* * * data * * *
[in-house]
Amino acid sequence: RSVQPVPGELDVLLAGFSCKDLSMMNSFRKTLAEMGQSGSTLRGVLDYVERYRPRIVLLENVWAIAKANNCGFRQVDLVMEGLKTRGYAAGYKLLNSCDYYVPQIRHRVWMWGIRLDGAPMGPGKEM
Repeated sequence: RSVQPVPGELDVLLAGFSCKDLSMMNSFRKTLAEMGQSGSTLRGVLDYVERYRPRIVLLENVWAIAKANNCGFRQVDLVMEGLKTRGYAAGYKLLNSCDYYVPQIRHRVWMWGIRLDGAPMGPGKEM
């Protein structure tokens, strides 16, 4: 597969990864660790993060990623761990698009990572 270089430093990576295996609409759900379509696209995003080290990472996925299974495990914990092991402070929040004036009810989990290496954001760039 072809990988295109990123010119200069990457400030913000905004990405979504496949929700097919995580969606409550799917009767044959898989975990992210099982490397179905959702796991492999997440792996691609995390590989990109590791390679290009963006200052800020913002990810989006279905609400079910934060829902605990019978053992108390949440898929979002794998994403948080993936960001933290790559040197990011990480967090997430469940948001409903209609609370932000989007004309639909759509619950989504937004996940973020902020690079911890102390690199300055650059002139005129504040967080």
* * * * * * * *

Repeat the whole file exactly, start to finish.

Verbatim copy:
[in-house]
Amino acid sequence: RSVQPVPGELDVLLAGFSCKDLSMMNSFRKTLAEMGQSGSTLRGVLDYVERYRPRIVLLENVWAIAKANNCGFRQVDLVMEGLKTRGYAAGYKLLNSCDYYVPQIRHRVWMWGIRLDGAPMGPGKEM
Repeated sequence: RSVQPVPGELDVLLAGFSCKDLSMMNSFRKTLAEMGQSGSTLRGVLDYVERYRPRIVLLENVWAIAKANNCGFRQVDLVMEGLKTRGYAAGYKLLNSCDYYVPQIRHRVWMWGIRLDGAPMGPGKEM
């Protein structure tokens, strides 16, 4: 597969990864660790993060990623761990698009990572 270089430093990576295996609409759900379509696209995003080290990472996925299974495990914990092991402070929040004036009810989990290496954001760039 072809990988295109990123010119200069990457400030913000905004990405979504496949929700097919995580969606409550799917009767044959898989975990992210099982490397179905959702796991492999997440792996691609995390590989990109590791390679290009963006200052800020913002990810989006279905609400079910934060829902605990019978053992108390949440898929979002794998994403948080993936960001933290790559040197990011990480967090997430469940948001409903209609609370932000989007004309639909759509619950989504937004996940973020902020690079911890102390690199300055650059002139005129504040967080």